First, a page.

Thanks Nigel. Yes, it is somewhat of a mystery in a lot of areas so we have to be creative in our interpretaion of the Sovereign. Keeping in mind that the Payne engraving, the Ven de Velde sketch and other representations from the period were done by individuals viewing the ship, it is easy to see why they vary. These artists were the reporters of the day and we have only their work to look at in order to see what the ship looked like. Yes, a time machine would be very helpful at times as some areas of the ship remain unseen in the works described. Research into other ships of that period are helpful like the Vasa in order to get an idea of what some aspects might have been like. If we all brought our models into the same room, I am sure they would differ in many respects.Excellent work Bill and great to see you back at the build.The great thing about this vessel is so much is down to the interpretation of the modelbuilder.To my knowledge,yourself,Janos,Hubert from Germany(sorry his surname escapes me) and myself are all working from Busmann's book and other contemporary sources and still have differences because despite all the research there are still many grey areas.I think that is what makes this vessel so interesting to build in model form.None of us could be proved wrong,you would need a time machine to do that.There would be some interesting arguments if any of us entered our build in a competition,something along the lines of Naviga.
I have sent you an email,hope it finds you ok
Here is a series of pictures of the fixtures used. The first photo is of the sliding table fixture sitting on the Byrnes saw.Hi Bill, Is there a way you can show close-up photos for sliding table jig? If it not difficult to build I would at least try...as I have typical trouble with alignment.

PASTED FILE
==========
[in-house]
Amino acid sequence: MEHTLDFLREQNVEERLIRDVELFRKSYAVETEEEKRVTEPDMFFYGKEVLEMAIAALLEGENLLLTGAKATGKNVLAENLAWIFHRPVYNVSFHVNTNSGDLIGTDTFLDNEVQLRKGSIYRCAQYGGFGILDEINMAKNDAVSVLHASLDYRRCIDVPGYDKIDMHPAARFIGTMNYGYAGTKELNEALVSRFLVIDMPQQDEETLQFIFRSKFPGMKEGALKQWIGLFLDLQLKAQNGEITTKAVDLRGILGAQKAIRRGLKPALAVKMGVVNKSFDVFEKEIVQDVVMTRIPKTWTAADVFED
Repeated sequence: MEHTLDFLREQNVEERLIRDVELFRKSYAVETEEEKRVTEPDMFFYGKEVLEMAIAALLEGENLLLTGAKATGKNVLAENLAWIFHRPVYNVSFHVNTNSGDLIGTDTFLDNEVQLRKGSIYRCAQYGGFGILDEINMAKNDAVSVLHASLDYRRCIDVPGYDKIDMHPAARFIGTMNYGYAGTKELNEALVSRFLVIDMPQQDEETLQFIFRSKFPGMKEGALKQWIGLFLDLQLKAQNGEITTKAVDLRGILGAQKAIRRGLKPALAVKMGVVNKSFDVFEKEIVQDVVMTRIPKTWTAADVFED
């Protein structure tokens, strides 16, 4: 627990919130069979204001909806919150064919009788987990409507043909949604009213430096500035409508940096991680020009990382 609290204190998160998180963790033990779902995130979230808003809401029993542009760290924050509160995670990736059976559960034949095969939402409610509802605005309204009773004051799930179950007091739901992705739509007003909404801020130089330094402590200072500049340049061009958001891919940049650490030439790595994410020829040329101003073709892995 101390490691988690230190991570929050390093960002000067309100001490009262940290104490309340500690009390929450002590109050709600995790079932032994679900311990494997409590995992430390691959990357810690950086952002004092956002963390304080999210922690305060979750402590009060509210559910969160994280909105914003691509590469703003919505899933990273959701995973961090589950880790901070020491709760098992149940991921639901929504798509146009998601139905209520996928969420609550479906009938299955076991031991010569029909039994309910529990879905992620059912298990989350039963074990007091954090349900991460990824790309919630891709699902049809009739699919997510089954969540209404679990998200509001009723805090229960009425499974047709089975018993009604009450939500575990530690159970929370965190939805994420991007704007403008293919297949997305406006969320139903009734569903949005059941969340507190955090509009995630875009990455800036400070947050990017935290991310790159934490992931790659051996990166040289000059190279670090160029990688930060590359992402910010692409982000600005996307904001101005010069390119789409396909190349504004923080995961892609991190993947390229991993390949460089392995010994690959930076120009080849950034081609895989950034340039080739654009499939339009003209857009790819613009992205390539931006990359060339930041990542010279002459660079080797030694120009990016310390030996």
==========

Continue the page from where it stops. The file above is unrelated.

Thanks Janos.Great job, Bill, as always. I lack (and envy) the consistency of your build. I also made the gratings on my SoS on the circular saw, but with the conventional method - creating the comb-like pieces and then assembling them into each other. I just have to find the blade of tge proper thickness for it.
Thanks Knut, I appreciate your comments. If you scroll up the page from this post, you will see a series of photos of the sliding table. The third photo shows a secondary jig which is mounted to the sliding table for cutting the slots in the deck grate. It includes a strip of 0.032” boxwood glued to the surface at a distance of 0.032” from the saw blade. It is the guide for positioning the block when making successive cuts in order to space them the correct distance apart. You simply index the block of wood to the right aligning the previous slot in the boxwood strip to obtain the 0.032” distance between slots. After cutting all the slots in one direction, you turn the wood 90 degrees and cut the slots perpindicular to the first set. I hope that explains it.Bill, fine work with deck grating,do you use the sliding table to make it ?, it would have been exciting to see how it is done, thank you.
Great work Bill.I have one question.I notice you have what looks like an assembly jig.I assume it is dilute PVA in the yellow container.Does this not stick the grating to the jig as well as stick the grating together?Or do you remove the grating from the jig prior to gluing?
Yes, that is correct. I sand down the top surface after gluing in the battens. As they are only 0.032” deep, it would be risky to sand the back side down to allow the holes to go right through. At a normal viewing distance the holes appear natural.Bill,yes it does,the penny has dropped,The ledges are all in one piece with battens glued in.I originally thought both were individual pieces and you had cut grooves in boxwood sheet to aid assembly.I have done it your way with pearwood but using my Proxxon Mill.I then reduced the thickness removing the 'backing' on the disc sander when the glue had thoroughly set.This also opens the holes up so you can see through it.